Fort Gordon radios jam garage door remotes

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A new radio system being installed at Fort Gordon to enhance emergency communications across the area is causing mass frustration with hundreds of homeowners who have been locked out of their garages because of jammed remote-control signals.

The confusion started last week when Fort Gordon unexpectedly upgraded its land-mobile radios to a 390 megahertz bandwidth, the same frequency used in automatic garage door remotes.

As a result, nearly 500 residents have called or visited the Overhead Door Co. of Augusta to complain about garage doors that fail to open and close on command.

“It’s about to kill us,” Billy Sheppard, the service manager at the company, said of the business’s increase in calls.

Though Sheppard said most complaints have been reported along Gordon Highway, faulty remotes have been encountered as far as 15 miles away from Fort Gordon.

Jason Milford lives on William Few Parkway in Evans and enters his home through the garage, where his wife parks her car. He thought boxes blocking ground sensors were the root of the problem, but he was wrong. The problem persisted after clearing the area around the alarms.

“On Sunday, I came home, sat in front of the garage in my car and pressed the remote seven or eight times before the door finally opened,” Milford said. “I was not even 10 feet away.”

Until Monday, residents such as Milford said they were baffled by the failures, adding that they changed batteries in their remotes, retrieved backup controls from utility drawers and even considered buying new systems.

At the root of the frustration is Fort Gordon, which provided no advance notice to let the surrounding community prepare forthe switch to a new emergency call system.

Fort Gordon spokesman Buz Yarnell said in a statement Monday that the Army post intended to conduct widespread public notifications on the transition but testing began “earlier than expected.”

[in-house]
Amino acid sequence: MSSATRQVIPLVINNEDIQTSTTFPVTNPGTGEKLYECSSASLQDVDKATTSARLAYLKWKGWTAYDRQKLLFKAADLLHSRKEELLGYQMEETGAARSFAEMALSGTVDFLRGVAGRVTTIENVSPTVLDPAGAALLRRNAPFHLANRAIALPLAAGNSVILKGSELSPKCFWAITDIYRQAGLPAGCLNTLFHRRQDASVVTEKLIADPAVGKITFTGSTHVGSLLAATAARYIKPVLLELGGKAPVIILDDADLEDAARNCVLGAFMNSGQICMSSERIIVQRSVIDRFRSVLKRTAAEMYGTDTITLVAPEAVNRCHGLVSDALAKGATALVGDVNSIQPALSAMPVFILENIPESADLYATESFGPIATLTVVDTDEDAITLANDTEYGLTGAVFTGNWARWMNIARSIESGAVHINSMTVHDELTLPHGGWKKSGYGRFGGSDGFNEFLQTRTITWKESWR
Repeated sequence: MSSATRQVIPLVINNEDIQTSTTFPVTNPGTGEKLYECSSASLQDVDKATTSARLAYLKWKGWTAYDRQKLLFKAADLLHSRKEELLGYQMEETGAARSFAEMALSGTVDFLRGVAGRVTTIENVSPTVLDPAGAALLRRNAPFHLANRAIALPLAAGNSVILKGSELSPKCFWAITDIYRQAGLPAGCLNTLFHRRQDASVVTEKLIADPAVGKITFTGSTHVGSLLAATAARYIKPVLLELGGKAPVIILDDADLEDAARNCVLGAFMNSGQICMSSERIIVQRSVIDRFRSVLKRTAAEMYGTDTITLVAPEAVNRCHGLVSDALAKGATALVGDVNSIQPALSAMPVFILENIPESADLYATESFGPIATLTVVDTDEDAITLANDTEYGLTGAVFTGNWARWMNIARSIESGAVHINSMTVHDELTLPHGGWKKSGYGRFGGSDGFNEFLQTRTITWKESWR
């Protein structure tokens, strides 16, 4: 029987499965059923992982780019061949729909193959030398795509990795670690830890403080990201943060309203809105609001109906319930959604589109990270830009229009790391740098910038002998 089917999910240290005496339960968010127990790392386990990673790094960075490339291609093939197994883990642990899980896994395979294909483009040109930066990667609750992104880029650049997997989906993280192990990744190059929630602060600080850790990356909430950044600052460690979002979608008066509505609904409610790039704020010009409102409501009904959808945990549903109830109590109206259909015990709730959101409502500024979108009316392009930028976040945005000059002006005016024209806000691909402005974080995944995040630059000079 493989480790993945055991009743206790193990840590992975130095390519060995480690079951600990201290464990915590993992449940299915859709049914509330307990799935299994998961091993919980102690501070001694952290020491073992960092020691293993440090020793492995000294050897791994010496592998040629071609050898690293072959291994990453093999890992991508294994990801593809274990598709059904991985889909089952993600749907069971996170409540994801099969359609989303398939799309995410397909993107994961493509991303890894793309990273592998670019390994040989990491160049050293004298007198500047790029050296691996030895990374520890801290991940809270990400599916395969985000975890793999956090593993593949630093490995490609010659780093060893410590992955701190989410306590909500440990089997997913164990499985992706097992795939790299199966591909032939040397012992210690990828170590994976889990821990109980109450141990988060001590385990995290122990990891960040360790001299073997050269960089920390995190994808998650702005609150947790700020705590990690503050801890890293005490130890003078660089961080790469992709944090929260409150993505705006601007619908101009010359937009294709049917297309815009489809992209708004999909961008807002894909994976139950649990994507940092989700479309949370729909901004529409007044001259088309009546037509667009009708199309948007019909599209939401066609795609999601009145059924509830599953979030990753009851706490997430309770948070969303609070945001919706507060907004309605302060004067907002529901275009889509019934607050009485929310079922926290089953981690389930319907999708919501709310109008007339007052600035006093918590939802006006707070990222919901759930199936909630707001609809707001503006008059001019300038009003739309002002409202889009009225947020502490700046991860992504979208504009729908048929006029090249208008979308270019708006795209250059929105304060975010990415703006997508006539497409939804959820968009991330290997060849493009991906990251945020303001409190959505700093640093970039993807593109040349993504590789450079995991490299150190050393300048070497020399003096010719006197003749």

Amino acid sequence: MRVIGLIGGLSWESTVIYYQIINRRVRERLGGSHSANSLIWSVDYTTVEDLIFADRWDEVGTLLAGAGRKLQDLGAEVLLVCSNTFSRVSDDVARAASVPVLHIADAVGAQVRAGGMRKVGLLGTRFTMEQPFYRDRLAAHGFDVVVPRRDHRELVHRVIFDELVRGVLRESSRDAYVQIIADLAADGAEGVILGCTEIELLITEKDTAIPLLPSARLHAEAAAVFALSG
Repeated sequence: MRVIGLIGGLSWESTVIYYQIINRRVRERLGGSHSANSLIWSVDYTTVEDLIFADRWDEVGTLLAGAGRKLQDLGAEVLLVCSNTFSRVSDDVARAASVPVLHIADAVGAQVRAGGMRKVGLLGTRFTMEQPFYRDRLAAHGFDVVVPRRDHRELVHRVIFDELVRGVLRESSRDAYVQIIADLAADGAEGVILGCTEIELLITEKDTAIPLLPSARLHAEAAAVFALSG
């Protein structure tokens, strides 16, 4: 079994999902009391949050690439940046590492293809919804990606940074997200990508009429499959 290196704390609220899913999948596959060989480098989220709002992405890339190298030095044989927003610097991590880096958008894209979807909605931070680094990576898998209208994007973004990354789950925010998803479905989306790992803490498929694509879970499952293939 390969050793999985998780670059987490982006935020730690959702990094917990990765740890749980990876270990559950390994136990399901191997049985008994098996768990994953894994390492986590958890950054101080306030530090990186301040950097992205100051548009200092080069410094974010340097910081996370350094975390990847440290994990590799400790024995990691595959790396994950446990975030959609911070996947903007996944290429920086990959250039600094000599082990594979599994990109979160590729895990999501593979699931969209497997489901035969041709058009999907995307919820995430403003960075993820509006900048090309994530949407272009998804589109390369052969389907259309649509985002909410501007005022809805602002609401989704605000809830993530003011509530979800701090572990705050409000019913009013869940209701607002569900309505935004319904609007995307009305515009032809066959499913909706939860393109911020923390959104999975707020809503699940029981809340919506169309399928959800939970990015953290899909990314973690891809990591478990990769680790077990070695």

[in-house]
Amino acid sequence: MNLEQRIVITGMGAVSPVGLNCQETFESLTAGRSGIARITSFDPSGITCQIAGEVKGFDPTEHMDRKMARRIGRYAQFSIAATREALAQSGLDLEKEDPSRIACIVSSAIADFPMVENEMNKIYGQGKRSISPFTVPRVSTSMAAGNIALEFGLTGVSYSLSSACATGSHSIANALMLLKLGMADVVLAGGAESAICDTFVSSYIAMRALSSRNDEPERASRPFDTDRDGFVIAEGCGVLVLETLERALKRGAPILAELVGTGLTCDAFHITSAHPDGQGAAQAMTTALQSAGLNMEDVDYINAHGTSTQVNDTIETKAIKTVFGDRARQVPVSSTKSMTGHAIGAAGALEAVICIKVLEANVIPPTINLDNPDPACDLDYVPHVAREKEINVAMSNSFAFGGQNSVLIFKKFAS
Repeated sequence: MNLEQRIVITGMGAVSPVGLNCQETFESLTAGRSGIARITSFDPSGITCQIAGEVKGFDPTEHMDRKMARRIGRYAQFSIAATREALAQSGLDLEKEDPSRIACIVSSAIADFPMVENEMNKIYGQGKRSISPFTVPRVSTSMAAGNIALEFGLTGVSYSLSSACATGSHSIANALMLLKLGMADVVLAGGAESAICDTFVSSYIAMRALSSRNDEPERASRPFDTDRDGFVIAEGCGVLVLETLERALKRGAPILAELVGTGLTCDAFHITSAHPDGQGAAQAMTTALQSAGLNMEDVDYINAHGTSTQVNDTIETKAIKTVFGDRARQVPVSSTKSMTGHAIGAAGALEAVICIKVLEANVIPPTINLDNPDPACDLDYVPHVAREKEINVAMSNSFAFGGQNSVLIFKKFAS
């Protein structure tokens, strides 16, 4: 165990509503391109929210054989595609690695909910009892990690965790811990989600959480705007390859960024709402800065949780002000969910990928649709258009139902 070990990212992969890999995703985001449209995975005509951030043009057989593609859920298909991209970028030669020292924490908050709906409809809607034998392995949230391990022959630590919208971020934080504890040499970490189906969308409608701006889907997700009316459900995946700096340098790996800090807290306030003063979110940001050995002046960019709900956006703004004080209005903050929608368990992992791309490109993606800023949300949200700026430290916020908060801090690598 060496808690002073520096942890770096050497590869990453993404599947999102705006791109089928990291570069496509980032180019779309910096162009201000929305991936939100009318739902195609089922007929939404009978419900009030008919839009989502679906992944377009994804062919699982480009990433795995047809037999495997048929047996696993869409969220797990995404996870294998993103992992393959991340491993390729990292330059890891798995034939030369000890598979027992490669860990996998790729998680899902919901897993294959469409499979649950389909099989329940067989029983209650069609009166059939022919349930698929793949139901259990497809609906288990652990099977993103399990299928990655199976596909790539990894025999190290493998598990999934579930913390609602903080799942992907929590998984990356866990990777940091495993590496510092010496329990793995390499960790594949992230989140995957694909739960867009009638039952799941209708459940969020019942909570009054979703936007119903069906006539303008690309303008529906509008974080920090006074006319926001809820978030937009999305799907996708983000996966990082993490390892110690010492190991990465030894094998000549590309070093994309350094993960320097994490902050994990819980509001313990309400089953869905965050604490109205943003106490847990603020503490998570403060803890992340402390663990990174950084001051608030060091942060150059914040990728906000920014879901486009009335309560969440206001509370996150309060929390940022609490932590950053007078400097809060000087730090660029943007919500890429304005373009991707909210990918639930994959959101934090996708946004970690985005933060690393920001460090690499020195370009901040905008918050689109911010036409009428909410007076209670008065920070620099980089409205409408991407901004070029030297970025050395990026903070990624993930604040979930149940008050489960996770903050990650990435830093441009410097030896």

Melanie Taylor lives across the street from Fort Gordon. She said Monday the lack of warning was upsetting.

Taylor said she used to open her garage door from halfway down the block. Now she has to get out of her car, walk inside her Hatton Court home and press the door’s inside wall button – unaffected by the upgrades – before she can pull her car under cover. In the past week, Taylor said, she has gotten soaked by the rainy weather.

“It’s spontaneous, when my remote will work and when it will not,” said Taylor, who has found some luck by pressing the remote for several seconds.

Although garage door remotes, baby monitors and cordless phones have been legally using radio frequencies for more than 40 years, the U.S. military is the authorized operator of lower-level frequencies for assisting police, firefighters and paramedics in responding to emergencies.

Under the guidelines of the Federal Communications Commission, owners of consumer gadgets are considered “unlicensed users” and must yield to military operations.

That’s been the case for decades. Only since 2004 has the Department of Defense been gradually upgrading its radio networks, increasing its activity on local bandwidths – and creating problems across the country in military communities in Connecticut, Texas and California.

In April, the installation of a stronger radio signal at Hunter Army Airfield near Savannah, Ga., knocked out hundreds of residential garage-door remotes.

Altogether, the Door and Access Systems Manufacturers Association estimates that as many as 40 million U.S. homeowners with overhead garage door openers are vulnerable to interference from land-mobile radio systems.

Although the glitches are usually brief and only temporarily reduce the operating range of the wireless controls, the bad news is that the onus is on garage door opener manufacturers to resolve any interference with their systems, according to the FCC.

Sheppard said customers have three options. They can wait to see whether Fort Gordon fixes the glitch; place a special order of between $150 and $170 for a 315 megahertz Molex receiver; or buy a new, next-generation dual-frequency garage door system for $500.